The only witness who testified for the employer was Dr. William D. Tillson, who merely said that the antiseptics applied were suitable products approved by United States Pharmacopoeia.
In the present case, the injury to Stafford's finger admittedly arose out of, and in the course of, his employment. The only controverted issue decided by the Industrial Commission was that there was a causal relation between the injury on August 21, 1946, and Stafford's death on July 15, 1947. The question here is whether that decision of the commission was manifestly against the weight of the evidence.
The evidence shows that on and prior to August 21, 1946, Stafford was in good health. This fact was confirmed by two physical examinations made on behalf of his employer during the preceding year, one on September 17, 1945, the other on July 23, 1946, only twenty-three days before the injury. Stafford was in good health on the days named and was not afflicted with any skin disease. Although the accidental injury itself was relatively minor in nature, inflammation of the skin known as dermatitis venenata developed within two or three days after the cut on Stafford's finger. Thereafter the dermatitis never subsided completely. Even when his condition improved intermittently, patches or relics of dermatitis were always present. There were severe recurrences after the employee returned to work, and the disease became violent in June, 1947. From this point on, the patient's condition deteriorated rapidly and first nephritis, and then uremia, appeared. Proof of a decedent's perfect health prior to an injury, and of a change occurring immediately thereafter which continued, as here, until death, is competent to establish that the death resulted from the injury. Weil-Kalter Mfg. Co. v. Industrial Com. 376 Ill. 48; Macon County Coal Co. v. Industrial Com. 374 Ill. 219; Plano Foundry Co. v. Industrial Com. 356 Ill. 186; American Mutual Liability Ins. Co. v. Industrial Com. 342 Ill. 605.
The employer insists that the cut on Stafford's finger had no causal relation to the dermatitis. Stafford went to the employer's plant nurse immediately after the cut was sustained, she cleansed it, and the sequence of afflictions commenced which culminated in his death approximately eleven months later. The skin condition flared up after the application of antiseptics by the nurse between the day of the injury and the third day after it. It is true, of course, as the employer points out, that the medication used was a recognized standard treatment. The fact remains, however, that the skin disease began to manifest itself almost immediately after application of the tincture of mercresin and hydrogen peroxide. Following the initial accident, the skin disease developed, became static at times but never wholly quiescent, and thereafter, when the dermatitis reached its most violent stage, nephritis and uremia followed. It was the cut on Stafford's finger which started the chain of events eventually resulting in death. Competent medical testimony is to the effect that the skin disease was the same disease at all times, to and including the last acute attack of dermatitis venenata preceding the onset of nephritis. Admittedly, the nephritis and the uremia which followed did not result directly from the cut on Stafford's finger. The evidence is clear, however, that these two diseases did result from the weakened condition of the employee caused by the ravages of a severe case of dermatitis. The really important link in the chain is the causal relationship between the dermatitis and the laceration. Although a skin disease, such as eczema, may itself be an accidental injury, within the contemplation of the Workmen's Compensation Act, (Peru Plow and Wheel Co. v. Industrial Com. 311 Ill. 216,) the question here is the causal relationship between the cut sustained on August 21, 1946, and the dermatitis, not whether the dermatitis itself was an injury. The Industrial Commission could have found from the evidence, as it did, that a causal relationship obtained between the cut and the subsequent dermatitis and, in addition, that the dermatitis was causally related to the nephritis and uremia, the immediate causes of death. The commission may well have drawn the reasonable inference that the skin disease arose from the application of the antiseptics, particularly since the employer did not offer any evidence to the effect that dermatitis did not develop or could not have developed from them.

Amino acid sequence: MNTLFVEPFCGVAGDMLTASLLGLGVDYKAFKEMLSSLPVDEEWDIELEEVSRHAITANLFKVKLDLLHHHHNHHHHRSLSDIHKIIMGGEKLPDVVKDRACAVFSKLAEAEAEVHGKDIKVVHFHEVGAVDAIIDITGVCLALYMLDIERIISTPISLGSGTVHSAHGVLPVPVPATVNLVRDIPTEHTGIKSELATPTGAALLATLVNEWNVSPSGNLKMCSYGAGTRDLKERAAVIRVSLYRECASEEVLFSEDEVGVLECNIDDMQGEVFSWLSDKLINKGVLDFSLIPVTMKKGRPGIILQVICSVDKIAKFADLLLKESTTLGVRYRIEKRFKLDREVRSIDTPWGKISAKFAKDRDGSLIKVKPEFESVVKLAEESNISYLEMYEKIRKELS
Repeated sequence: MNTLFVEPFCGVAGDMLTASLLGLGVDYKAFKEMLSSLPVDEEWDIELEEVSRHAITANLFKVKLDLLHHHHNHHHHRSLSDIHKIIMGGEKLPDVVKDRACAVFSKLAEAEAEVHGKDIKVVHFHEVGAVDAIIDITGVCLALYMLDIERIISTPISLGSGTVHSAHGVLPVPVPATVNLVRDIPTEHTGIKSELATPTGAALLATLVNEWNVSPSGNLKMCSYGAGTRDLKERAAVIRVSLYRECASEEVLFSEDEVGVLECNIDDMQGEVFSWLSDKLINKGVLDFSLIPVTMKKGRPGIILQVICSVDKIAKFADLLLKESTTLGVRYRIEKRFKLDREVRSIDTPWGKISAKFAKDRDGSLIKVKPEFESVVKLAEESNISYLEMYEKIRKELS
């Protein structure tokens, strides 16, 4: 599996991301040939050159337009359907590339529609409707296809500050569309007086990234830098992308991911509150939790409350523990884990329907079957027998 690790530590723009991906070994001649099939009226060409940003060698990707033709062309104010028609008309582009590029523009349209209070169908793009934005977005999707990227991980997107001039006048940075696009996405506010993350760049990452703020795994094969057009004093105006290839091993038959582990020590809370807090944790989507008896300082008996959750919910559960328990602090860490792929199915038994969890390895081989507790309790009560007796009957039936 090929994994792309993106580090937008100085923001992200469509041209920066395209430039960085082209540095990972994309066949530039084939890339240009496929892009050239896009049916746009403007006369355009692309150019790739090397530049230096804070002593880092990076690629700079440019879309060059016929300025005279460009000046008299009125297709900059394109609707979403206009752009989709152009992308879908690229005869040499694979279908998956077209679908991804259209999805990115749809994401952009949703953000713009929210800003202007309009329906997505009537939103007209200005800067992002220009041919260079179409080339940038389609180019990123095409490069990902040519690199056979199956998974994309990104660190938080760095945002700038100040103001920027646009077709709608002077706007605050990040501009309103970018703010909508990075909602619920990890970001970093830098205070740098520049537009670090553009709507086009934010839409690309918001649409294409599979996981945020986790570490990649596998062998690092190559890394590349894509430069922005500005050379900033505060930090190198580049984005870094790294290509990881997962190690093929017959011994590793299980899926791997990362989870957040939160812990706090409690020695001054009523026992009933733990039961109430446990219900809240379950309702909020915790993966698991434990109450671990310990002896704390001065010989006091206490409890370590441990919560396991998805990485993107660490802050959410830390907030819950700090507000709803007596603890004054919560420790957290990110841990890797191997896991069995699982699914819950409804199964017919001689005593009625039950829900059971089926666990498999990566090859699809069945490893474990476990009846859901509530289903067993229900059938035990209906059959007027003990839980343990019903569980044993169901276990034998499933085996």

At a time close to the original injury, and when very serious consequences were not anticipated, the employer recognized that the cut caused the dermatitis. It made payments of compensation to Stafford in September, October and November, 1946, for benefits for thirteen weeks, and sent seven "remittance advices" to him which expressly stated in varying words that the particular payment represented compensation for one week on account of dermatitis resulting from an accidental injury to his left palm on August 21, 1946. These statements go beyond mere proof of payment of compensation; they are admissions of the employer, over a period of time, that the skin disease of dermatitis venenata, from which Stafford was suffering, resulted directly from the cut on his finger.
The employer directs our attention to the death certificate prepared by Dr. Gasteyer, which states that the immediate cause of death was acute uremia lasting ten days, due to acute nephritis of two weeks' duration and generalized eczematoid dermatitis of nine months' duration. The fact that Dr. Gasteyer answered in the negative the question on the certificate, "Was disease in any way related to occupation of deceased," does not aid the employer. The issue in this ...